Common Core State Standards: Producing clear and coherent writing in which the development, organization and style are appropriate to the task; reading closely what a text says explicitly and to make logical inferences from it.

4. Self-Driving Deliveries

Self-driving cars are getting more and more attention around the nation. They may not yet have final approval for carrying people, but they could soon be delivering groceries and other products to your door. A self-driving vehicle designed to make deliveries has won federal safety approval for the first time. The vehicle designed by the delivery robot company Nuro will begin testing shortly on the streets of Houston, Texas, company officials said. Nuro’s car is much smaller than a regular car, won’t carry passengers and won’t travel faster than 25 miles per hour, the Washington Post newspaper reports. It will have large doors that open upward to give access to the cargo compartment. In the Houston test program, customers will be able to place orders for delivery from Domino’s Pizza, Kroger supermarkets or Walmart. Self-driving cars are an example of science and technology being used in new ways. In the newspaper or online, find and closely read a story about another example of science and technology being used in a new way. Write a letter to a friend or family member, explaining this new use of technology and how it helps people.

Common Core State Standards: Producing clear and coherent writing in which the development, organization and style are appropriate to the task; reading closely what a text says explicitly and to make logical inferences from it.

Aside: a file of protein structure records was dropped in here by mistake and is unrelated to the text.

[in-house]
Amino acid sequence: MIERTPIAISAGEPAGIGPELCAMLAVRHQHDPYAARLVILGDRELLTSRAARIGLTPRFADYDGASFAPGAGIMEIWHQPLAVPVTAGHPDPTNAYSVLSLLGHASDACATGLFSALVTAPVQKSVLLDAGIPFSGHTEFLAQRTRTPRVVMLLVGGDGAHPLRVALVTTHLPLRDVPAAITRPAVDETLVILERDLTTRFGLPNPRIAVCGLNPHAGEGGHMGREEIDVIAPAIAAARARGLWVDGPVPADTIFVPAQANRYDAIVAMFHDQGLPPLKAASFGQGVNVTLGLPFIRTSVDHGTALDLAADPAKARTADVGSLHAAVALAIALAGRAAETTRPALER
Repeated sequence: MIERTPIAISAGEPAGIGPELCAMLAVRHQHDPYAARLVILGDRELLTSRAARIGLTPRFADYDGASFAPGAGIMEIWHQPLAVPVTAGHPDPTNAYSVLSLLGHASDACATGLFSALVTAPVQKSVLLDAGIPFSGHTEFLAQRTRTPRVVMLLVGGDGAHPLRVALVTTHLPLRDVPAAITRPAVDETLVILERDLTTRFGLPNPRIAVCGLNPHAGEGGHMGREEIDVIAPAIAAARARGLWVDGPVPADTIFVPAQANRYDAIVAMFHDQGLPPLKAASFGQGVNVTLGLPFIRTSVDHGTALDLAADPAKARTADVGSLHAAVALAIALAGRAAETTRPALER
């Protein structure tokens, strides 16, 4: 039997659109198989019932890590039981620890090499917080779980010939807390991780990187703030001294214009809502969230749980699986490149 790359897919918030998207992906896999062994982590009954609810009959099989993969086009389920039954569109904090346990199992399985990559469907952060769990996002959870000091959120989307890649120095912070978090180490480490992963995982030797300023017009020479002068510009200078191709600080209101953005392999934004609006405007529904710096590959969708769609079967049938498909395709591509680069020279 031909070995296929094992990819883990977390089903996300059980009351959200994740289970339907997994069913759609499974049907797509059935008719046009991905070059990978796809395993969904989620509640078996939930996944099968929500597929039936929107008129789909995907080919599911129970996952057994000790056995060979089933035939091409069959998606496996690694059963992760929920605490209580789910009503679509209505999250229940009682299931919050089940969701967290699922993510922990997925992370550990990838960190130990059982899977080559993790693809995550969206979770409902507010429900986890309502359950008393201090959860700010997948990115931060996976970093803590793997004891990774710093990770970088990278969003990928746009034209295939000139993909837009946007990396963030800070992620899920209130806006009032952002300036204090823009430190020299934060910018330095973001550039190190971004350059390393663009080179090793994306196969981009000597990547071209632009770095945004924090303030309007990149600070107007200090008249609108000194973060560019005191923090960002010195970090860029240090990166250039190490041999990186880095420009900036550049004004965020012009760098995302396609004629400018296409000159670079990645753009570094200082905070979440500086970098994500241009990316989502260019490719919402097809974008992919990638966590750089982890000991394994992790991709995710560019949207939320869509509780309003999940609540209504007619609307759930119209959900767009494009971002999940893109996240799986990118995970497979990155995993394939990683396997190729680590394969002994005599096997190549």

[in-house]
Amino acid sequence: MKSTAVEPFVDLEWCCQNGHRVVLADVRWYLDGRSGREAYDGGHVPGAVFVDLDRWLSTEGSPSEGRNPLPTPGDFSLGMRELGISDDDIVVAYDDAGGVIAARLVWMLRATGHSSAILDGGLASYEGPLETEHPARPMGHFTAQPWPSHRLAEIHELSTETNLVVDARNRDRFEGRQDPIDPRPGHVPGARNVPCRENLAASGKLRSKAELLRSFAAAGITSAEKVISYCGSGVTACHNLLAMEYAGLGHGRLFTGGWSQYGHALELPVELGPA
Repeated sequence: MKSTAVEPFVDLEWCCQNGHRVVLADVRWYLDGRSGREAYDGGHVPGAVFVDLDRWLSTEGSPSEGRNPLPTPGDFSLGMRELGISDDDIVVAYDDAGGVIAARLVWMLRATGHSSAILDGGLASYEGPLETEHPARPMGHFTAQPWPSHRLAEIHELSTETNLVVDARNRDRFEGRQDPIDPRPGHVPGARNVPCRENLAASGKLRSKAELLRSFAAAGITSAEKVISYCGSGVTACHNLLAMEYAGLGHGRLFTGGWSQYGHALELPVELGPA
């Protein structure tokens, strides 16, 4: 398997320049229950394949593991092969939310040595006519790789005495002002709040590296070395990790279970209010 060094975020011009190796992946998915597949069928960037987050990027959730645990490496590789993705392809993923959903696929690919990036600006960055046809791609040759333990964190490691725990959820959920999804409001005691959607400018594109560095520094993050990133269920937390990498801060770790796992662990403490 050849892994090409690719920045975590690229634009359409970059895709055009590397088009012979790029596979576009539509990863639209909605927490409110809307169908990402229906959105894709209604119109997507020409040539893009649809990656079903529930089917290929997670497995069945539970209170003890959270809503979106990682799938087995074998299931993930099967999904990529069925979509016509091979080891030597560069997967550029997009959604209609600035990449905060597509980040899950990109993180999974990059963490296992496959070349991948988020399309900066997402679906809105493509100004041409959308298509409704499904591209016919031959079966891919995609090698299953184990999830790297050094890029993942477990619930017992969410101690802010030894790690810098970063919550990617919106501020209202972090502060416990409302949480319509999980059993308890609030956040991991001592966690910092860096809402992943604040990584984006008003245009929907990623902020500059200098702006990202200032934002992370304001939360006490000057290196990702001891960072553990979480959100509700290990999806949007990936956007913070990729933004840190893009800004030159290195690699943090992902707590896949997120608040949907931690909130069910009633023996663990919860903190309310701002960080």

5. Bumblebees Need Help

Bumblebees play an important role in nature. The fat, fuzzy, black-and-yellow insects fly from flower to flower spreading and shaking loose pollen as they go. This spreading of pollen is important to plants because it helps them produce fruits, vegetables, nuts and seeds. Bumblebees are especially good at pollenizing flowers that hide their pollen in places that are hard to get at, making them extra valuable in natural environments. Bumblebees are native to North America and have been around for millions of years. But rising temperatures due to global warming are now threatening bumblebees across the continent. Extreme heat in the summer months is causing stress to both the bees and the flowers they depend on. As a result bumblebee populations are dropping, especially in Mexico, where the bees were once common. Scientists say people can help bumblebees by planting native flowers and plants that bees like in gardens, yards or window boxes. Global warming and climate change are affecting wildlife all over the world. In the newspaper or online, find and closely read a story about one species that is being affected. Use what you read to write a letter to the editor, telling how the species is being affected and what can be done by people or governments to help the species survive.

Common Core State Standards: Citing specific textual evidence when writing or speaking to support conclusions; writing informative/explanatory texts to examine a topic and convey ideas and information clearly.